Philip Hammond has refused to back down in his fight with eurosceptic Tory MPs and called for a “middle way” to be found on Brexit.
Downing Street said earlier today Theresa May had “full confidence” in the chancellor amid a brewing civil war within the Conservative Party over the government’s plans for leaving the EU.
Furious Tory backbenchers, Downing Street sources and Cabinet ministers all hit out after Hammond suggested on Thursday that Britain and the EU would move only “very modestly” apart after the UK quits the bloc in March 2019.
Speaking to Sky News today, the chancellor risked adding further fuel to the fire by saying he wanted to see the “minimum” changes to the UK’s economic relationship with the EU.
“There are people that want us to stay in the EU customs union, we reject that argument, there are people that want us to sever our trade links with Europe and give up this market, we reject their arguments to, we’ve got to stick to the middle way,” he said.
“The smaller the changes that happen to our access to markets, the frictions at the borders the better,” Hammond added.
Brexit Secretary David Davis, meanwhile, admitted at an event in Teesside there “would be arguments about tactics” between the members of the Government but attempted to show a united front.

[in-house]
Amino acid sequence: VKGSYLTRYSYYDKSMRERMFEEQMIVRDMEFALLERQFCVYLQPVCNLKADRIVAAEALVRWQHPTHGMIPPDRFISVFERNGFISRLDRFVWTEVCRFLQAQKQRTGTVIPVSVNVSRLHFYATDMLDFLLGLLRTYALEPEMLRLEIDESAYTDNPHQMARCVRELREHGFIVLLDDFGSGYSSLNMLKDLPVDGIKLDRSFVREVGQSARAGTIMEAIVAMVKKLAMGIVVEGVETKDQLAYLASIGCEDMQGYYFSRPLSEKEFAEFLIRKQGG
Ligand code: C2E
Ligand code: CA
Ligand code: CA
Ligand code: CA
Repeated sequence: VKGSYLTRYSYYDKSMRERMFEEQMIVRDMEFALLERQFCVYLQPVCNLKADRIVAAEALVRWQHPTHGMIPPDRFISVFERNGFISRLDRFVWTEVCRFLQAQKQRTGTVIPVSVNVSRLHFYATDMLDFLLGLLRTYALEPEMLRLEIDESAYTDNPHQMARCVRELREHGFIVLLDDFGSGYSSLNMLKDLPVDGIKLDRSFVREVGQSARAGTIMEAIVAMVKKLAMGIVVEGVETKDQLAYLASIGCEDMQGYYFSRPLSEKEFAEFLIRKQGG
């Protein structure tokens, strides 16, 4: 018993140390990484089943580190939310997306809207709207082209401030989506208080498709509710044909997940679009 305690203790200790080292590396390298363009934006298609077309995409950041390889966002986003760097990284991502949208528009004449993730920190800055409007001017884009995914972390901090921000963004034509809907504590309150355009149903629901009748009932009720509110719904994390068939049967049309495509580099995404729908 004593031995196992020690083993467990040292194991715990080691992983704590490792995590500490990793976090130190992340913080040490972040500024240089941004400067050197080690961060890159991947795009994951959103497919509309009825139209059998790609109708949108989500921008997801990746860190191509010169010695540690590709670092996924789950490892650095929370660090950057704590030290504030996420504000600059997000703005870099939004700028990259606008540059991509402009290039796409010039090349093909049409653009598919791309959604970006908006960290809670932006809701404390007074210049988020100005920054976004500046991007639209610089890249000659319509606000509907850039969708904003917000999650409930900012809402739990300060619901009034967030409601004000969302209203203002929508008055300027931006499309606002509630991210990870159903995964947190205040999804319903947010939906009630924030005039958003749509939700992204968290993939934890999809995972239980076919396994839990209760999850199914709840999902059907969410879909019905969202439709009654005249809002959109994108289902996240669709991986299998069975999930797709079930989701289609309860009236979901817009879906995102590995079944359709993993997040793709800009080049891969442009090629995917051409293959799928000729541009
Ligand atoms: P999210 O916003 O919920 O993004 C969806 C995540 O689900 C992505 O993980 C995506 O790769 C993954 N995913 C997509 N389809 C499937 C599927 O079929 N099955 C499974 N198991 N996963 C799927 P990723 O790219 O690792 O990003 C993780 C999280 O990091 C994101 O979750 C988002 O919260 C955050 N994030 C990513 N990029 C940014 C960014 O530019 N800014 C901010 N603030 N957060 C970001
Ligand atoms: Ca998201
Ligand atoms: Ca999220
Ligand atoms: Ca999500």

He said: “There is no difference between the Chancellor and myself and indeed the Prime Minister in terms of that we both want a Brexit which serves the British economy and serves the British people.
“There will be arguments about the tactics but they will change. The options available to us will change throughout the course of the negotiations.”
Amid growing speculation of a leadership challenge against May, Health Secretary Jeremy Hunt this morning was dispatched to the BBC’s Today programme to deny the prime minister had been “timid”.
Bernard Jenkin, a senior pro-Brexit Tory backbencher, suggested May might now need to fire Hammond.
“If there are big ideological divisions between the chancellor and the prime minister that is usually not very good news for the stability of the government and the pm will need to address that one way or another,” he told BBC Daily Politics.
“The Parliamentary Party as a whole would like to see her impose her authority – let the leopard come bounding out of the cage.”
But in a sign of the growing divisions within the party, former culture minsiter Ed Vaizey hit back almost immediately on the same programme.
“Brexiteers tour the TV studios saying: It’s outrageous. But they won’t tell us what they want,” he said.
David Davis will use a speech today to reject hardline Brexiteer claims that the planned two-year transition period after 2019 will leave the UK a “vassal state”.
The Brexit secretary will insist the ability of the UK to sign new international trade deals after March 2019 is a major victory for the government’s approach.
Jacob Rees-Mogg clashed with Davis earlier this week and warned that Britain would remain the EU’s “lackey″ until the transition period ended.
Bank Governor Mark Carney also risked fresh backbench Tory criticism when he told the BBC that there had been a substantial “short term” hit to the British economy in the wake of the 2016 EU referendum.